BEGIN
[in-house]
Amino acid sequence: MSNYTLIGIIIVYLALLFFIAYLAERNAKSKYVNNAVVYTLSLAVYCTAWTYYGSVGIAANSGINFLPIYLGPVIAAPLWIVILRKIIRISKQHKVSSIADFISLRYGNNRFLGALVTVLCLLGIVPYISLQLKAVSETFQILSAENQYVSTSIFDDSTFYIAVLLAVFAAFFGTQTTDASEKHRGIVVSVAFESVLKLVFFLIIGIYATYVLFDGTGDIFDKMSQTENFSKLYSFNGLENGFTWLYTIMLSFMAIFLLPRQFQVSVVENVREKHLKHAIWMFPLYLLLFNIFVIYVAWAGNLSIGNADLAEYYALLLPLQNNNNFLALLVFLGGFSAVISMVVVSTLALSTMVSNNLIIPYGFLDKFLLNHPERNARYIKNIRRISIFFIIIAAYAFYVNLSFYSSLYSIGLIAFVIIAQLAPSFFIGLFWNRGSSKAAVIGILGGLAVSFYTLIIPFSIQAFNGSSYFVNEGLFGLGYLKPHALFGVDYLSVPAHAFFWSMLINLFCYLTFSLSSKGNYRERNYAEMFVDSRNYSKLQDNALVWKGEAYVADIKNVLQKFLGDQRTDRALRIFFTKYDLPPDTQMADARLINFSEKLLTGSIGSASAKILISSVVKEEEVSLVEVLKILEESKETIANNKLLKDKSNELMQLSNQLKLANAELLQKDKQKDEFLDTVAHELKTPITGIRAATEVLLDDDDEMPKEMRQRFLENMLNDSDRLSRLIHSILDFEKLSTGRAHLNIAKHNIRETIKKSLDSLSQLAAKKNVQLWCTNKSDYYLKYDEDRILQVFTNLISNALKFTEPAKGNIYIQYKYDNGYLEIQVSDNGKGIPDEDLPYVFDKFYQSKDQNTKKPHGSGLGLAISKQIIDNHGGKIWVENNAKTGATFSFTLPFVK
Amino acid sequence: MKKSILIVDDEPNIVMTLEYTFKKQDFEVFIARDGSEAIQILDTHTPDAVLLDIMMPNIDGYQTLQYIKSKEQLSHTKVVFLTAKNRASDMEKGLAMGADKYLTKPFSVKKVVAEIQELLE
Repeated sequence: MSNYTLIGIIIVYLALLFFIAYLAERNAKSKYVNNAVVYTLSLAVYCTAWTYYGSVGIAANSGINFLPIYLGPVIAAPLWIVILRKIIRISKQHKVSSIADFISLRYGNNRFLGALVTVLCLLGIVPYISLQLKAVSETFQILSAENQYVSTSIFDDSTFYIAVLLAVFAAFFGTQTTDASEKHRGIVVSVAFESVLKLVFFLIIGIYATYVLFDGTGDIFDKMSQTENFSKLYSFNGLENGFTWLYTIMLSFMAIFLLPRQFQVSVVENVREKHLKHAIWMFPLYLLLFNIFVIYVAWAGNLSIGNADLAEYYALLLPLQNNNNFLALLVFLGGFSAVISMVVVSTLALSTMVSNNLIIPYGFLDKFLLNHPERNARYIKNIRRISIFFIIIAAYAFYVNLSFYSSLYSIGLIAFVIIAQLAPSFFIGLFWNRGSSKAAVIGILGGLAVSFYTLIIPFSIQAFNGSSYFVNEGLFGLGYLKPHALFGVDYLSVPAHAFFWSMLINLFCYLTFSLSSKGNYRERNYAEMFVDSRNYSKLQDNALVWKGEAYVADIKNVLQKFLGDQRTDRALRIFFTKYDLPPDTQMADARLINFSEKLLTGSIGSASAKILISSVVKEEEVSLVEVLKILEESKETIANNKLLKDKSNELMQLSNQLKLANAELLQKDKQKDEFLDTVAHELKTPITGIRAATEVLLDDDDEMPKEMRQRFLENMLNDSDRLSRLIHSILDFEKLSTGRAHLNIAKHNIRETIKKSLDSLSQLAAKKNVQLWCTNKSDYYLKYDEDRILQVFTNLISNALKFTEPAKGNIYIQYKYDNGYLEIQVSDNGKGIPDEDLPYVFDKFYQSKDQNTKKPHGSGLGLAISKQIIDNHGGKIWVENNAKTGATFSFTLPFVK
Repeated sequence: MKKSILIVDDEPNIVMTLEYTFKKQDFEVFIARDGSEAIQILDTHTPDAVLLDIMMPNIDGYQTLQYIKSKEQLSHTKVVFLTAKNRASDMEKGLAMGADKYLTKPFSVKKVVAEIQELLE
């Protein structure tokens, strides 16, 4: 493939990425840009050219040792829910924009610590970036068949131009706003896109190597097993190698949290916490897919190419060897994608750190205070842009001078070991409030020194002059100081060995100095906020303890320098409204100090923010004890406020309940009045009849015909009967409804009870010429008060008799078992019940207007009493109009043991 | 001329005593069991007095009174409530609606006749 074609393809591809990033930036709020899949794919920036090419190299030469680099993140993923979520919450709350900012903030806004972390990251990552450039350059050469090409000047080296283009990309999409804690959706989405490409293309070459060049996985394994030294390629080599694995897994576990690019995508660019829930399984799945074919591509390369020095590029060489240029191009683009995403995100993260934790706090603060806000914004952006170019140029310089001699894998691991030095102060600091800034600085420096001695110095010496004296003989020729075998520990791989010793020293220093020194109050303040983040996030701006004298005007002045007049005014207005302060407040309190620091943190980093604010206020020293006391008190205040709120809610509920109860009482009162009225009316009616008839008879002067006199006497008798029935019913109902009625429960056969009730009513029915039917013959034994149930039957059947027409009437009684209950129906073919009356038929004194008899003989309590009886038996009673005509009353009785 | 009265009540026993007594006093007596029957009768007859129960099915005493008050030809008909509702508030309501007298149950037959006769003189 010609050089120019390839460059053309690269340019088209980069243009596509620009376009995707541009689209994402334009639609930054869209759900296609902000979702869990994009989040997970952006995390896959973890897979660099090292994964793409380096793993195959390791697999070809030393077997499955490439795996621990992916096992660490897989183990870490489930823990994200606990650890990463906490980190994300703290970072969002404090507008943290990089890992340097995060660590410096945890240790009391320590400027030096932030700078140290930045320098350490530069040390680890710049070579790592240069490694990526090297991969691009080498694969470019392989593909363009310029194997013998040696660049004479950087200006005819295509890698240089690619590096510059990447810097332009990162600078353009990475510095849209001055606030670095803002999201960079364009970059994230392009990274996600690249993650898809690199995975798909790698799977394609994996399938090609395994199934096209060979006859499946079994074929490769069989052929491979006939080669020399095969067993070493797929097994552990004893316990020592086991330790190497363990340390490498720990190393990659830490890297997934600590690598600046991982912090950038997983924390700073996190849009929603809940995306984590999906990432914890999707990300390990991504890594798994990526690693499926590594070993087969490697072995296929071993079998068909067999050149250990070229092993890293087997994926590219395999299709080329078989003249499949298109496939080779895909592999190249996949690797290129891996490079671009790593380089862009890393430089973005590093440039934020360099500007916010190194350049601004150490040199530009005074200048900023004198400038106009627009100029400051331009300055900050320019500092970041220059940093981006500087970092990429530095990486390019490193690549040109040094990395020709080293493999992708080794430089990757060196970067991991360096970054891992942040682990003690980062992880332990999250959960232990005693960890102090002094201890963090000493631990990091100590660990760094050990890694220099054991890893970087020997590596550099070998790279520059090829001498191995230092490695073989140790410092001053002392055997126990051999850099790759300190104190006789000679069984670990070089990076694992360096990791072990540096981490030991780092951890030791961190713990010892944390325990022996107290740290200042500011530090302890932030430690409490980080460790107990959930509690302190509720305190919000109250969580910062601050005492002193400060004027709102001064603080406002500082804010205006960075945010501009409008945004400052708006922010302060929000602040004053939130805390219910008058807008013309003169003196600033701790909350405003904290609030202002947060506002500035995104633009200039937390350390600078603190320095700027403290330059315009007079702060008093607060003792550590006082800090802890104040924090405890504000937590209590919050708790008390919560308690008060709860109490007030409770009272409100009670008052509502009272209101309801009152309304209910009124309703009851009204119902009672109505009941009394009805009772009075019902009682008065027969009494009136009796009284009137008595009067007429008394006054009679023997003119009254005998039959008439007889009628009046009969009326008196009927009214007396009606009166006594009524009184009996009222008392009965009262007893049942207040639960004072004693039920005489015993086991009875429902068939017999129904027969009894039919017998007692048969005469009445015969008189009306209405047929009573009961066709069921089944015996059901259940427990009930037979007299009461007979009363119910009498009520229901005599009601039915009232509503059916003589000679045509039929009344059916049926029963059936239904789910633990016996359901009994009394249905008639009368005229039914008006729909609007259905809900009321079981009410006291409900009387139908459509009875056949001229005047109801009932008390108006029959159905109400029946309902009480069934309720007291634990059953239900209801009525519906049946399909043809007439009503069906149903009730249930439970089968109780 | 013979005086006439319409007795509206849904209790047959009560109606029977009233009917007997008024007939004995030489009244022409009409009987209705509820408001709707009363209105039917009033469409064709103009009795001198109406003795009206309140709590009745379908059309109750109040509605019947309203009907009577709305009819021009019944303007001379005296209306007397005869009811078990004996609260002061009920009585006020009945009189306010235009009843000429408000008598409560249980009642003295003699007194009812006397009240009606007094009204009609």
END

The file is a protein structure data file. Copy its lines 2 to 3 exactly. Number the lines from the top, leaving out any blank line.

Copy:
Amino acid sequence: MSNYTLIGIIIVYLALLFFIAYLAERNAKSKYVNNAVVYTLSLAVYCTAWTYYGSVGIAANSGINFLPIYLGPVIAAPLWIVILRKIIRISKQHKVSSIADFISLRYGNNRFLGALVTVLCLLGIVPYISLQLKAVSETFQILSAENQYVSTSIFDDSTFYIAVLLAVFAAFFGTQTTDASEKHRGIVVSVAFESVLKLVFFLIIGIYATYVLFDGTGDIFDKMSQTENFSKLYSFNGLENGFTWLYTIMLSFMAIFLLPRQFQVSVVENVREKHLKHAIWMFPLYLLLFNIFVIYVAWAGNLSIGNADLAEYYALLLPLQNNNNFLALLVFLGGFSAVISMVVVSTLALSTMVSNNLIIPYGFLDKFLLNHPERNARYIKNIRRISIFFIIIAAYAFYVNLSFYSSLYSIGLIAFVIIAQLAPSFFIGLFWNRGSSKAAVIGILGGLAVSFYTLIIPFSIQAFNGSSYFVNEGLFGLGYLKPHALFGVDYLSVPAHAFFWSMLINLFCYLTFSLSSKGNYRERNYAEMFVDSRNYSKLQDNALVWKGEAYVADIKNVLQKFLGDQRTDRALRIFFTKYDLPPDTQMADARLINFSEKLLTGSIGSASAKILISSVVKEEEVSLVEVLKILEESKETIANNKLLKDKSNELMQLSNQLKLANAELLQKDKQKDEFLDTVAHELKTPITGIRAATEVLLDDDDEMPKEMRQRFLENMLNDSDRLSRLIHSILDFEKLSTGRAHLNIAKHNIRETIKKSLDSLSQLAAKKNVQLWCTNKSDYYLKYDEDRILQVFTNLISNALKFTEPAKGNIYIQYKYDNGYLEIQVSDNGKGIPDEDLPYVFDKFYQSKDQNTKKPHGSGLGLAISKQIIDNHGGKIWVENNAKTGATFSFTLPFVK
Amino acid sequence: MKKSILIVDDEPNIVMTLEYTFKKQDFEVFIARDGSEAIQILDTHTPDAVLLDIMMPNIDGYQTLQYIKSKEQLSHTKVVFLTAKNRASDMEKGLAMGADKYLTKPFSVKKVVAEIQELLE